7224Afghan girls risk their lives to go to secret school
- Oct 2, 2006Afghan girls risk their lives to go to secret school
Arson, grenade attacks and Taliban threats have driven
200,000 children out of the classroom
Pamela Constable in Mollai, Afghanistan
Sunday October 1, 2006
In a small, sunlit room last week, 20 little girls
seated on rush mats sketched a flower drawn on the
blackboard. In a darker, interior room, 15 older girls
recited passages from the Koran. Upstairs was a class
of teenage girls, hidden from view.
The location of the mud-walled home school is a close
secret. The students include five girls who attended
another home school that was burnt down three months
ago. The very existence of these classes is a
challenge to the insurgents who have attacked dozens
of schools across Afghanistan in the past year,
especially those teaching girls. 'We are scared. All
the home schools are scared. If I even hear a dog
bark, I don't open the gate. I go up on the roof to
see who is there,' said Mohammed Sulieman, 49, who
teaches in several villages in the Sheikhabad district
of Wardak province.
Children's education was once touted as a success in
this new democracy. Within two years of the 2001
overthrow of the Taliban, who banned girls' education,
officials boasted that 5.1 million children of both
sexes were enrolled in state schools, including
hundreds of village tent-schools erected by Unicef.
Now that positive tide has come to a halt in several
provinces where Taliban insurgents are battling Nato
troops, and has slowed dramatically in many other
regions. President Hamid Karzai said last week that
some 200,000 Afghan children had been forced out of
school this year by threats and violence. According to
Unicef, 106 attacks or threats against schools
occurred from January to August. They included one
missile attack, 11 explosions, 50 arson attacks and 37
threats. In the four southern provinces under serious
assault by Taliban forces, nearly half of the 748
schools have closed. Bernt Aasen, of Unicef, has
warned that the attacks 'undermine the very fabric of
the future of Afghan society'.
In the southern province of Kandahar, all schools are
closed in five districts. Attackers have hurled
grenades into classrooms and threatened to throw acid
on girl pupils. In Helmand province, a headteacher was
beheaded, another teacher killed by gunmen on
motorbikes, and six schools burnt down. Three
districts have closed all schools.
In the 1990s, civil conflict and religious repression
hampered education. Many teachers fled the country.
Families who could afford to do so educated their
children abroad. In rural areas education became
virtually inaccessible, especially for girls, and in
some places female literacy fell to less than 1 per
cent. State education remains controversial for girls,
especially once they reach puberty and custom forbids
them to mix with boys. In northern provinces, where
the Taliban threat is minimal and customs more
moderate, many communities have welcomed foreign
offers to build schools for girls. One such community
is in Parwan, a lush but impoverished province of
rushing streams and terraced fields. This summer the
US Army built an eight-room school for 300 girls in
Mollai village, the first in the area. In one class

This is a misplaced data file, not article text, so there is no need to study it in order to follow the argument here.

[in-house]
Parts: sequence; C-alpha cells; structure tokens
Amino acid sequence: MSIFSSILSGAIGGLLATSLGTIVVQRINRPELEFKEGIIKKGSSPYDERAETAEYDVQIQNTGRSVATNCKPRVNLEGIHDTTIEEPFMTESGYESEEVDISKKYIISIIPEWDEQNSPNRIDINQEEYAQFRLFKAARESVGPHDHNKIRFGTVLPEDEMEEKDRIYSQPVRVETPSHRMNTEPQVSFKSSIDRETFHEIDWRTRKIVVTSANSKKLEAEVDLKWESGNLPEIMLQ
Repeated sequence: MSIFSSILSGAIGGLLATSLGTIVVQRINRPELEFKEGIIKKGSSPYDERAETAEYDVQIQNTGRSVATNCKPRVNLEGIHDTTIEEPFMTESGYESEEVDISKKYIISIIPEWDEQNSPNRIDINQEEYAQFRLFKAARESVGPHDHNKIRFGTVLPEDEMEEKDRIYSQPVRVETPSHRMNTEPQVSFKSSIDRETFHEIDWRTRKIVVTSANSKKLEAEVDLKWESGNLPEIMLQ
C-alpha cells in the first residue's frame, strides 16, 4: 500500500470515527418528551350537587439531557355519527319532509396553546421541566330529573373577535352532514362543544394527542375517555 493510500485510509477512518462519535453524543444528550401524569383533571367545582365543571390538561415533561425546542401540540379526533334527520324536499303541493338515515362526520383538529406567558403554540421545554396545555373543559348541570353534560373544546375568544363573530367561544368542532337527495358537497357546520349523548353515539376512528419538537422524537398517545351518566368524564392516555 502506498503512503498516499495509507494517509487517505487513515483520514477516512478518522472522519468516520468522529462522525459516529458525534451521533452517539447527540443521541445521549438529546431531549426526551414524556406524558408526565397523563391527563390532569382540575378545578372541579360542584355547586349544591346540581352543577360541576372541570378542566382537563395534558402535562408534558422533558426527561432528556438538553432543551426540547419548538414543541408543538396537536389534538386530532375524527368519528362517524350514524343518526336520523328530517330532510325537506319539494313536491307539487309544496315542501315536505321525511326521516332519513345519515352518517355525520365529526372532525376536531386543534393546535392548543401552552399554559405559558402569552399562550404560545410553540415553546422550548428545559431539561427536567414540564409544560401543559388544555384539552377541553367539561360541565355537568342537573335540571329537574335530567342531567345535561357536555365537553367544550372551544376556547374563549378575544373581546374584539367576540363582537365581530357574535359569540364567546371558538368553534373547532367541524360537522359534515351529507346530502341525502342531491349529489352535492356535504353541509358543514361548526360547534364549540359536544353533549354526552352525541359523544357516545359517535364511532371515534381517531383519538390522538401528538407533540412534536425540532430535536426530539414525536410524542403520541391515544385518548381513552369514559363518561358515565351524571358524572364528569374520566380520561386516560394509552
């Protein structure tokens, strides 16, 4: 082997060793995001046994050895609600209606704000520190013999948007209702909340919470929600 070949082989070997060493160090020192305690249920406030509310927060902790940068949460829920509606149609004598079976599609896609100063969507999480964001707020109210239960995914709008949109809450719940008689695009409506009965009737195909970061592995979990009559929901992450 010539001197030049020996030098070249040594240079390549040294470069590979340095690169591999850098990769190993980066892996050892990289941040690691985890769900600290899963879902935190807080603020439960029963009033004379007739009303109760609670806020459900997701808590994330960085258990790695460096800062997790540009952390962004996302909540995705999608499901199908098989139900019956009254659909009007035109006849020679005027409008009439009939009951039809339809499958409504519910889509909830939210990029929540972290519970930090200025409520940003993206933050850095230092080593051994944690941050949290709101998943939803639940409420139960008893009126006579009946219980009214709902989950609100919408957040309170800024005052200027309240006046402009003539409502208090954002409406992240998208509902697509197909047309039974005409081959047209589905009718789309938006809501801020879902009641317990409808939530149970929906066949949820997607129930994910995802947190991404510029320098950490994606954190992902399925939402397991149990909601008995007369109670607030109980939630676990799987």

every child is the first girl in her family to attend
'There are still a few parents who don't want their
daughters to come, but we keep talking to them,' said
the teacher, Mahmad Agul, 25. 'We lack everything here
- paved roads, electrical power, deep wells, clinics.
But this school was our highest priority.'
Gul Khanum, 11, said that her parents were illiterate
farmers, but she hoped to become a doctor. Nazia, 10,
stood to recite a poem, speaking nervously but without
a hitch. Afterwards, she said she had learnt to read
at home but had not attended school before: 'Before,
we were just sitting in the dust. Now we have desks
and chairs and a roof.'
In the remote northwest provinces, Save the Children
has been working with officials to promote schooling
for girls. 'Every kid in Afghanistan has been affected
by conflict, but you still have to try and educate
them. It can't just stop,' said Leslie Wilson of Save
the Children. In Sar-e Pol province, she said, there
are three times more girls in school than three years
ago: 'It's a drop in the bucket, but it's progress.'
Where schools are too distant or too dangerous to
attend, hundreds of communities set up home schools.
With the revival of the Taliban threat, they are
becoming an important alternative. In the central
province of Wardak, the main road was crowded last
week with boys on bicycles travelling to high school.
But not even they are safe from attack. In one
village, the only boys' school was bombed six months
ago and some students have stopped attending.
'It happened at three in the morning,' said Syed
Hassan, 46, a maths teacher. 'The windows were all
shattered and the pages of books scattered on the
ground, even our Korans. If our people do not get
educated, it will be a disaster for our country.'
Sulieman, headmaster of a boys' high school, showed
off several home schools where girls were studying art
and maths. In one village, a three-room home school
was crammed with students, but another had just closed
after an arson attack. Sulieman said the arson was not
necessarily by rebels - there are rivalries for
contracts to run home schools and 'personal enmities'
lead to violence.
'Once I was walking late in my village when three
Taliban warned me to stop educating girls,' he said.
'I told them the Koran says girls should be educated
as well as boys, and that my school was teaching young
girls to memorise the Koran and pray five times a